SME

Call in the consultants to advise coffee connoisseurs

Wednesday, 23 July 2014

An example of Soh's latte art in the shape of a tulip.

An example of Soh's latte art in the shape of a tulip.

LOVE and appreciation for coffee is what brought Janice Soh and Cheryl Lee together and it is that desire to share their appreciation for coffee with others that is the driving force behind their business.

Going by the name of My Coffee Trails, the company only consists of its two founders and they cater to services that include being a mobile coffee provider at various events and functions, various coffee-making workshops, barista training and consultation in the setting up of new cafés.

“As a person who loves coffee, it all started when I decided to attend a coffee appreciation workshop,” said 31-year old Soh, who previously spent six years working as an IT project manager in an insurance company.

“Seeing beautiful latte art is what inspired me to want to learn how to make coffee and latte art of my own, so I took on a part-time job as a barista.”

It was there that Soh met Lee, who was in charge of that newly established café, and she trained her for at least half a year before the idea of starting their very own business came about.

For 35-year-old Lee, who has been a barista for ten years now, she previously spent six years working as a branch manager for a courier service company.

So and co-founder Cheryl Lee also assist others in sourcing for coffee machines, accessories and ingredients for people wanting to start their own coffee businesses.
Soh (pic) and co- founder Cheryl Lee run a business that provides barista training, coffee-making and latte- art classes, as well as assist others in sourcing for coffee machines, accessories and ingredients for start- up coffee businesses. — Photos by SIA HONG KIAU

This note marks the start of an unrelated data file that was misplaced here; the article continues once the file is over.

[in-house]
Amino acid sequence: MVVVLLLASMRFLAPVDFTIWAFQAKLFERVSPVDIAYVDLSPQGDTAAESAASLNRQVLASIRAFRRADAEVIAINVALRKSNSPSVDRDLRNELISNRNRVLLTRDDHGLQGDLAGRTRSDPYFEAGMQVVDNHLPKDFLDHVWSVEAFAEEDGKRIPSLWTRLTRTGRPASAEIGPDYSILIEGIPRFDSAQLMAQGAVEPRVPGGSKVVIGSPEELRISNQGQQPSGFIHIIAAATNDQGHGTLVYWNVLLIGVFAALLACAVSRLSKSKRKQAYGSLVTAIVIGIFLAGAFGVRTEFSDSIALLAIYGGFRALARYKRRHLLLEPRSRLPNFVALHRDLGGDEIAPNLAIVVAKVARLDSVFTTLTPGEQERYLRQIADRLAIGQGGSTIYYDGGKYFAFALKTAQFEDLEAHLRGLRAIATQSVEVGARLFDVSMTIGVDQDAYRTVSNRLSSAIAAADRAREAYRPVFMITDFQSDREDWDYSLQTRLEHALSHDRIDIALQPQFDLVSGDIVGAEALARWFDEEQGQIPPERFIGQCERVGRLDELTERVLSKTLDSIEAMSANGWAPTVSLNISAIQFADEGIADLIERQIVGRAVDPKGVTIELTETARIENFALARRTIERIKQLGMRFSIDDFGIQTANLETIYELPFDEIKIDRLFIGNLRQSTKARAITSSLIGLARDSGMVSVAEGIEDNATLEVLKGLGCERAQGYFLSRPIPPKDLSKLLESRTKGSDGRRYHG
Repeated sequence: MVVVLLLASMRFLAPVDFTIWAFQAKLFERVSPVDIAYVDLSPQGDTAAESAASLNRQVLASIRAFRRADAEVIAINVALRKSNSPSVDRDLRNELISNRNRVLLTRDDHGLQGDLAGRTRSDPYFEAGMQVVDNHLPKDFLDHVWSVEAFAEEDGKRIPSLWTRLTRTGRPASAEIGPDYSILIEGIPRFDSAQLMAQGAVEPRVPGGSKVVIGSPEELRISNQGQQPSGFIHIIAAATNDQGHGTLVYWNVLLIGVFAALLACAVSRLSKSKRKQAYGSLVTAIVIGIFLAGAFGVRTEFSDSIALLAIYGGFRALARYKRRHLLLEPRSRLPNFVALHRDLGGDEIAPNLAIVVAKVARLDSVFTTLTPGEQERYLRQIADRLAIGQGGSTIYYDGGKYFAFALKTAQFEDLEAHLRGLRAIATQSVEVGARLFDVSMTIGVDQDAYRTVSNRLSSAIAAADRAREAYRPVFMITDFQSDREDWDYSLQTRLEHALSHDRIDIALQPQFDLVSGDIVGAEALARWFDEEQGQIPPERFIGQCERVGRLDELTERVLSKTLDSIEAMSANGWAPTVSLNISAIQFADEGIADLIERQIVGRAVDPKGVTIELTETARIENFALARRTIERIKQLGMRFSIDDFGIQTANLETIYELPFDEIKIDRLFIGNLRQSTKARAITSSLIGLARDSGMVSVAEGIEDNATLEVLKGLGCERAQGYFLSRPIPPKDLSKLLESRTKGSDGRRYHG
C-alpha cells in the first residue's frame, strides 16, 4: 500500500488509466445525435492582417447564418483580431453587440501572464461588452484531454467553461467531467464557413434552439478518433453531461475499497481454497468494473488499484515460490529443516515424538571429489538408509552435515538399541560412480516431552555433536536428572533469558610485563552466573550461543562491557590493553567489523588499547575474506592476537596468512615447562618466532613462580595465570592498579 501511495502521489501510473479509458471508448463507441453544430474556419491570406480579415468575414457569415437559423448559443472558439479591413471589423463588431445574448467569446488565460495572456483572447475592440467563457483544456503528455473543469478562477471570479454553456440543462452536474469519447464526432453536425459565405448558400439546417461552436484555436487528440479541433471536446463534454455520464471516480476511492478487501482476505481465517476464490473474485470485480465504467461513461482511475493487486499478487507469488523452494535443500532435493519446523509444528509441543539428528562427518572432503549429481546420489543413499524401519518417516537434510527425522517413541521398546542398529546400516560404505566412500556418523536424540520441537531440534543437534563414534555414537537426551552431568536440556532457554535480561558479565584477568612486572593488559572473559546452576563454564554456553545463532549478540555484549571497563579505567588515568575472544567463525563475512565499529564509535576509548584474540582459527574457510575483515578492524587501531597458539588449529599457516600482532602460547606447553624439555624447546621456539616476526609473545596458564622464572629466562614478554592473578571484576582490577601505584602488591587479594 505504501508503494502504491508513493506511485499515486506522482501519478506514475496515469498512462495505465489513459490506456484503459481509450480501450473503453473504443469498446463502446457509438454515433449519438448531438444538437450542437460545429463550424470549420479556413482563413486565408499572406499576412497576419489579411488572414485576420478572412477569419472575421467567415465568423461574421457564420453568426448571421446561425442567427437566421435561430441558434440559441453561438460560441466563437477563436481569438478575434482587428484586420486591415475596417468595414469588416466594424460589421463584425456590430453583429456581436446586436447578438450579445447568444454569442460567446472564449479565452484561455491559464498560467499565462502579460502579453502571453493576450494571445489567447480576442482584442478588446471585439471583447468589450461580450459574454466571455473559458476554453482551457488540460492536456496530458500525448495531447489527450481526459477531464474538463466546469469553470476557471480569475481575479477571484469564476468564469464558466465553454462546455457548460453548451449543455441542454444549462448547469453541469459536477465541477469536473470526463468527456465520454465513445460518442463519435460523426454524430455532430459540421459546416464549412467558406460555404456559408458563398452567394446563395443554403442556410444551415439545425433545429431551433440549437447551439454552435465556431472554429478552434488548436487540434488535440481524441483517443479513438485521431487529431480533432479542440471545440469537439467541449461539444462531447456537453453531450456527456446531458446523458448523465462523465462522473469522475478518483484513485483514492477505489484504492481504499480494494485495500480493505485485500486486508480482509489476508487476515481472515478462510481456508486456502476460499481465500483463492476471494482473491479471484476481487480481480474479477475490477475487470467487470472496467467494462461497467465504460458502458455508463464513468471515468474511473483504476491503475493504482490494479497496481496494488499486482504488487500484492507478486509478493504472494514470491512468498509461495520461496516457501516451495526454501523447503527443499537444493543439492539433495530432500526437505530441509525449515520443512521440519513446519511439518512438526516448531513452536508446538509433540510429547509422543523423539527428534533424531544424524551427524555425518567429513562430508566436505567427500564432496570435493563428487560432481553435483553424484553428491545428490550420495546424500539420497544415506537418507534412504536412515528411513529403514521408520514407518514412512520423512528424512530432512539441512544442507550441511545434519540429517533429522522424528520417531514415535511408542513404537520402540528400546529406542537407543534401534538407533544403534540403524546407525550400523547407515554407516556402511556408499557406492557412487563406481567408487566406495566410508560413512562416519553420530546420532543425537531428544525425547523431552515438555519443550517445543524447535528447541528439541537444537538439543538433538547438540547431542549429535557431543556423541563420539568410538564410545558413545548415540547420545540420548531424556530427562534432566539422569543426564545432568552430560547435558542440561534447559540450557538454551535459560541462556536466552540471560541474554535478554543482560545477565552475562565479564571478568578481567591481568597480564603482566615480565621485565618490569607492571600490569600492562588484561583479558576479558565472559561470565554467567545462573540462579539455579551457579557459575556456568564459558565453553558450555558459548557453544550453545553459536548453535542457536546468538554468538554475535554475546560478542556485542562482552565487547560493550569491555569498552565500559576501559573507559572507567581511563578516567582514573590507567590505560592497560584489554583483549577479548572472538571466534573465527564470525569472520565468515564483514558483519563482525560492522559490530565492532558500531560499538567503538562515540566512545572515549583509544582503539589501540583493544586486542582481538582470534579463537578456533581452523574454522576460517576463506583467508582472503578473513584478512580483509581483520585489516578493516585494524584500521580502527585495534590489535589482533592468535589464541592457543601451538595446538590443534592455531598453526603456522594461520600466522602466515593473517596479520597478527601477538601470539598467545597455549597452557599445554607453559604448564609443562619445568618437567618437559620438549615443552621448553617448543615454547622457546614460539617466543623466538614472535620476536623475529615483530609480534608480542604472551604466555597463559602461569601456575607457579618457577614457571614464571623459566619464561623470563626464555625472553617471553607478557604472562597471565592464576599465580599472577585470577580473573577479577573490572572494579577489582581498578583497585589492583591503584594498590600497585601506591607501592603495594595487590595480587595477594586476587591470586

“I got bored with my job and my curiosity regarding coffee drove me to start working as a barista just to pass the time,” said Lee.

“I was intrigued about the whole culture surrounding coffee – how people interact with each other over coffee and how it brings them together and builds friendships.”

“When I met Janice, I could see her passion and interest in coffee and I wanted to help fulfil her dream of starting a café,” she added.

According to Soh, it cost them between RM30,000 and RM50,000 to set up this company and the bulk of the cost went into buying the right coffee machine, which can cost more than RM10,000.

My Coffee Trails started with several coffee-making workshops in October 2012 and this remains one of their core activities.

Their Latte Art Workshop is a two-day course where participants can learn the science and technique behind producing beautiful latte art patterns such as the ‘fern’ or ‘tulip’.

Though participants are charged up to RM1,000 for the workshop, Soh and Lee only take between two to four participants a month, as the classes emphasise the quality of the coffee.

“It’s not really profitable as most of the money is invested in ingredients such as coffee beans and milk, which we provide for the participants,” Soh explained.

However, My Coffee Trails also offers professional barista training, which extensively covers the brewing of quality coffee and also workflow management in cafés (the arrangement of equipment so as to ensure a smooth workflow from taking the customer’s orders to serving the coffee).

“Many people approach us to assist them in setting up new cafés and we help them to source for coffee machines and ingredients, give them price quotations as well as advise them on café management,” said Soh.

My Coffee Trails also serves as a mobile coffee provider at events such as sports events, charity events and launches but it was not until six months ago when they decided to set up a proper coffee kiosk at The Star’s main office in Petaling Jaya.

“People have been telling us that they want to try our coffee but since we did not have a fixed location, plans to expand and set up a physical café are in the works,” said Soh.

Soh admitted that in bearing the customer in mind, they do not charge to make a large profit, as they want to focus on selling quality coffee at a reasonable price.

Lee added that for now, they use their kiosk as a model where they can study and identify the needs of their customers.

“Our menus are tailor-made to suit our customer base, so we try different blends based on feedback we get from our customers,” said Lee.

“We are in the midst of identifying a fixed location where we can have a secure, regular customer base, so locations near office complexes would be highly suitable.”

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